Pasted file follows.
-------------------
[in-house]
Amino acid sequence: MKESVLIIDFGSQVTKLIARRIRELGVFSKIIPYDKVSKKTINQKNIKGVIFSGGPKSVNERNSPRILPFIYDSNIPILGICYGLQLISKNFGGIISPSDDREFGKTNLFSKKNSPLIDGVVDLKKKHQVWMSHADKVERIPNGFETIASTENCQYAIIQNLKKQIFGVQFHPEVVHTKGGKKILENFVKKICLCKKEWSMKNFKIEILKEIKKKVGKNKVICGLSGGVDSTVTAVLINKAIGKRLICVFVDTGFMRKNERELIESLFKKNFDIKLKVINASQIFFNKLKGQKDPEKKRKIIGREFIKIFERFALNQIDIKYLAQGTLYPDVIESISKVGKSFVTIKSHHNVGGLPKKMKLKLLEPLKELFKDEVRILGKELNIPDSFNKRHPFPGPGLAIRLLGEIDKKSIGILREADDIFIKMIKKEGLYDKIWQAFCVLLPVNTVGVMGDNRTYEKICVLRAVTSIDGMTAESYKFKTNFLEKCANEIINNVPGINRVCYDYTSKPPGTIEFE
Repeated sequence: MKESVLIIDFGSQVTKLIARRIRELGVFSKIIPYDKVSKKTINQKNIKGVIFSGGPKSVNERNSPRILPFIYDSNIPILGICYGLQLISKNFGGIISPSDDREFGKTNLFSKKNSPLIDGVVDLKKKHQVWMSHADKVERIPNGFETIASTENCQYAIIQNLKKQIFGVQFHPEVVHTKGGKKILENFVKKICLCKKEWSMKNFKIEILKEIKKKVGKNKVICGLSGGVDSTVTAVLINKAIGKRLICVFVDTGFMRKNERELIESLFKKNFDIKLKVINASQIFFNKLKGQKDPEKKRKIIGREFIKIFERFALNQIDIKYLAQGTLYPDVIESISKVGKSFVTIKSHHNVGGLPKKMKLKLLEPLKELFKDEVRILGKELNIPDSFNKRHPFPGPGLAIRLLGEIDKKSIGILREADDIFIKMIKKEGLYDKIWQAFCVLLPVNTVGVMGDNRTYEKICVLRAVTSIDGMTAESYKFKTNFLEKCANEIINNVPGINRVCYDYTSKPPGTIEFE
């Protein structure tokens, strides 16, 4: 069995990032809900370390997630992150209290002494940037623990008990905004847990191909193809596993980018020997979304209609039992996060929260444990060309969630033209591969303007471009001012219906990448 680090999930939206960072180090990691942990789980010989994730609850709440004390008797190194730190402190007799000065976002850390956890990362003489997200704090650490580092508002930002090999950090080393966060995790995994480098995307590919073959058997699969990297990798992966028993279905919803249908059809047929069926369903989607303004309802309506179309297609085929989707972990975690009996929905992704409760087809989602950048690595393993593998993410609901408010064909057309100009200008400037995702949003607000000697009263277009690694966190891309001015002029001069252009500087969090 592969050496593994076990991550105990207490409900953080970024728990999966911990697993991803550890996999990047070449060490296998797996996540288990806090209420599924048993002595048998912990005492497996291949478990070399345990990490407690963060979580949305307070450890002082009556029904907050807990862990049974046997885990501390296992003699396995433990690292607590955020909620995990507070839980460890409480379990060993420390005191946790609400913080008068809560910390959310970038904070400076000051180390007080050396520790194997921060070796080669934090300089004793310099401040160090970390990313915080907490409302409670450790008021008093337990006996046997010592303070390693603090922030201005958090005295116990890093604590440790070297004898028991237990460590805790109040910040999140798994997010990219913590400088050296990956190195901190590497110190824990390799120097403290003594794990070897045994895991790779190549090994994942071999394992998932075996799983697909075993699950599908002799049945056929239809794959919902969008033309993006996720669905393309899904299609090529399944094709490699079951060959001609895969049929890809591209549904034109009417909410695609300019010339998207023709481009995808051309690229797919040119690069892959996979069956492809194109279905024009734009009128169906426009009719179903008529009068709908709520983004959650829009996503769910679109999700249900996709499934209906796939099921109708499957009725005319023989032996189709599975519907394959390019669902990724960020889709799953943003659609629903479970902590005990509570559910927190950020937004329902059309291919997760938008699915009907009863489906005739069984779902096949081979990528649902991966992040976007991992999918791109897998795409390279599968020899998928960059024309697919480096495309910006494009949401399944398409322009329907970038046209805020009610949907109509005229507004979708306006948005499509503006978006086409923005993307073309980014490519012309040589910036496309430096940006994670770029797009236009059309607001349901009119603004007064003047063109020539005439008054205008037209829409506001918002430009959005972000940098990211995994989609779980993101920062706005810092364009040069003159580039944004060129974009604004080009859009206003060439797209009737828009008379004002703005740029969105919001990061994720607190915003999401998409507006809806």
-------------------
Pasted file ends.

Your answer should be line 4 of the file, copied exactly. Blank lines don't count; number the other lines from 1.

């Protein structure tokens, strides 16, 4: 069995990032809900370390997630992150209290002494940037623990008990905004847990191909193809596993980018020997979304209609039992996060929260444990060309969630033209591969303007471009001012219906990448 680090999930939206960072180090990691942990789980010989994730609850709440004390008797190194730190402190007799000065976002850390956890990362003489997200704090650490580092508002930002090999950090080393966060995790995994480098995307590919073959058997699969990297990798992966028993279905919803249908059809047929069926369903989607303004309802309506179309297609085929989707972990975690009996929905992704409760087809989602950048690595393993593998993410609901408010064909057309100009200008400037995702949003607000000697009263277009690694966190891309001015002029001069252009500087969090 592969050496593994076990991550105990207490409900953080970024728990999966911990697993991803550890996999990047070449060490296998797996996540288990806090209420599924048993002595048998912990005492497996291949478990070399345990990490407690963060979580949305307070450890002082009556029904907050807990862990049974046997885990501390296992003699396995433990690292607590955020909620995990507070839980460890409480379990060993420390005191946790609400913080008068809560910390959310970038904070400076000051180390007080050396520790194997921060070796080669934090300089004793310099401040160090970390990313915080907490409302409670450790008021008093337990006996046997010592303070390693603090922030201005958090005295116990890093604590440790070297004898028991237990460590805790109040910040999140798994997010990219913590400088050296990956190195901190590497110190824990390799120097403290003594794990070897045994895991790779190549090994994942071999394992998932075996799983697909075993699950599908002799049945056929239809794959919902969008033309993006996720669905393309899904299609090529399944094709490699079951060959001609895969049929890809591209549904034109009417909410695609300019010339998207023709481009995808051309690229797919040119690069892959996979069956492809194109279905024009734009009128169906426009009719179903008529009068709908709520983004959650829009996503769910679109999700249900996709499934209906796939099921109708499957009725005319023989032996189709599975519907394959390019669902990724960020889709799953943003659609629903479970902590005990509570559910927190950020937004329902059309291919997760938008699915009907009863489906005739069984779902096949081979990528649902991966992040976007991992999918791109897998795409390279599968020899998928960059024309697919480096495309910006494009949401399944398409322009329907970038046209805020009610949907109509005229507004979708306006948005499509503006978006086409923005993307073309980014490519012309040589910036496309430096940006994670770029797009236009059309607001349901009119603004007064003047063109020539005439008054205008037209829409506001918002430009959005972000940098990211995994989609779980993101920062706005810092364009040069003159580039944004060129974009604004080009859009206003060439797209009737828009008379004002703005740029969105919001990061994720607190915003999401998409507006809806």